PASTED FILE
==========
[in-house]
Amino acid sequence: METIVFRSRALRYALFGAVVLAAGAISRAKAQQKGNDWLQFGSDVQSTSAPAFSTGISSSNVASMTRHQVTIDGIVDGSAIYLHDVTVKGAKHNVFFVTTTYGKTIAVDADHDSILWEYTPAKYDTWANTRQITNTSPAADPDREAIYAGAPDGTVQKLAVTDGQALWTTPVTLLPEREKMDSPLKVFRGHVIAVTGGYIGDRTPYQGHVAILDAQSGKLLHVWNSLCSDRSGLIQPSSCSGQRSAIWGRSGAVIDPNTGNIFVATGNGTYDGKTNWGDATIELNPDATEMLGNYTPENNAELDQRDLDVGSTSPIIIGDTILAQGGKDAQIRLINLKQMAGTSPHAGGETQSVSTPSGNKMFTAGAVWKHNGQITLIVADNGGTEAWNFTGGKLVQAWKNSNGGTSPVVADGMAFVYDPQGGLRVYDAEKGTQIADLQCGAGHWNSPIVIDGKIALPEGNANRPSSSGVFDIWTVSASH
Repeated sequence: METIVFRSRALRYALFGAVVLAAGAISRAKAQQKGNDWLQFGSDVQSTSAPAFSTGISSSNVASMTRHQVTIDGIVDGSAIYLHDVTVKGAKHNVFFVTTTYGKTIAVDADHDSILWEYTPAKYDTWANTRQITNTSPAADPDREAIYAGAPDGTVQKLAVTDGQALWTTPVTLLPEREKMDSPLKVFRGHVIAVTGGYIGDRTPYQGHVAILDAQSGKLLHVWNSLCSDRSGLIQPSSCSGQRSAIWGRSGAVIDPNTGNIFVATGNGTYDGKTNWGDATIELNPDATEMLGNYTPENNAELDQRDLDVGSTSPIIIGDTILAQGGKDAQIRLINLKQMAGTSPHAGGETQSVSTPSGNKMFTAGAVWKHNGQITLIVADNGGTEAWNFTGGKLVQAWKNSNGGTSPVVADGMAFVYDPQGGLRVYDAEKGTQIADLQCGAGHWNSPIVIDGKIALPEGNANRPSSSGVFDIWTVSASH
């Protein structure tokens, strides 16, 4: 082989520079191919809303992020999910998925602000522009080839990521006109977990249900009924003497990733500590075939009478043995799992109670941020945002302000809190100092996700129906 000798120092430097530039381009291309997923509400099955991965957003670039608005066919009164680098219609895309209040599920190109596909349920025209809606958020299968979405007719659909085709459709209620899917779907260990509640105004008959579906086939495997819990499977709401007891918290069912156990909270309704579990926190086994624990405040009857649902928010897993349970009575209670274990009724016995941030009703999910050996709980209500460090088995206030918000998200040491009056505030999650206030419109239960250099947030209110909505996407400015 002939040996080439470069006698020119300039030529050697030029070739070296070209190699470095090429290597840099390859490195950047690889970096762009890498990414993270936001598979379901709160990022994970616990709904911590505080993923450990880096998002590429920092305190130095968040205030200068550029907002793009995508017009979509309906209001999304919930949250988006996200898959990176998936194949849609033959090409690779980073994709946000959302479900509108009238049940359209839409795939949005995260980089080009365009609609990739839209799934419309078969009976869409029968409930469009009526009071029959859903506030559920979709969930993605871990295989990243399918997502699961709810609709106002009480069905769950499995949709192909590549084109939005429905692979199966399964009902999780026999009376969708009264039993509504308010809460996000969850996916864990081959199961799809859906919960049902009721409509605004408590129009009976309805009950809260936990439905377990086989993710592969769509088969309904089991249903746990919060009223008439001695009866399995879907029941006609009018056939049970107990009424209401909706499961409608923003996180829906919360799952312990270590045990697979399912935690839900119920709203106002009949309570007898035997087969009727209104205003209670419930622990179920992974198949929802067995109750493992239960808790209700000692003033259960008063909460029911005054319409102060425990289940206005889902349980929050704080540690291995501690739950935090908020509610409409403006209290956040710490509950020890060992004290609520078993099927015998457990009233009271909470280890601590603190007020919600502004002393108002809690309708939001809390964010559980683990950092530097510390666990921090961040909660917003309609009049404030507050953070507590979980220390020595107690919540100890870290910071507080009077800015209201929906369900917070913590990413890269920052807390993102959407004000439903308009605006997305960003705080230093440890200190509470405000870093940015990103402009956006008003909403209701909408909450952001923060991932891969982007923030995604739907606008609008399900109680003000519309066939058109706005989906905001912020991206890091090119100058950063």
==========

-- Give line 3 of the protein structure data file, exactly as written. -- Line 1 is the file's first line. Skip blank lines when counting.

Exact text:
Repeated sequence: METIVFRSRALRYALFGAVVLAAGAISRAKAQQKGNDWLQFGSDVQSTSAPAFSTGISSSNVASMTRHQVTIDGIVDGSAIYLHDVTVKGAKHNVFFVTTTYGKTIAVDADHDSILWEYTPAKYDTWANTRQITNTSPAADPDREAIYAGAPDGTVQKLAVTDGQALWTTPVTLLPEREKMDSPLKVFRGHVIAVTGGYIGDRTPYQGHVAILDAQSGKLLHVWNSLCSDRSGLIQPSSCSGQRSAIWGRSGAVIDPNTGNIFVATGNGTYDGKTNWGDATIELNPDATEMLGNYTPENNAELDQRDLDVGSTSPIIIGDTILAQGGKDAQIRLINLKQMAGTSPHAGGETQSVSTPSGNKMFTAGAVWKHNGQITLIVADNGGTEAWNFTGGKLVQAWKNSNGGTSPVVADGMAFVYDPQGGLRVYDAEKGTQIADLQCGAGHWNSPIVIDGKIALPEGNANRPSSSGVFDIWTVSASH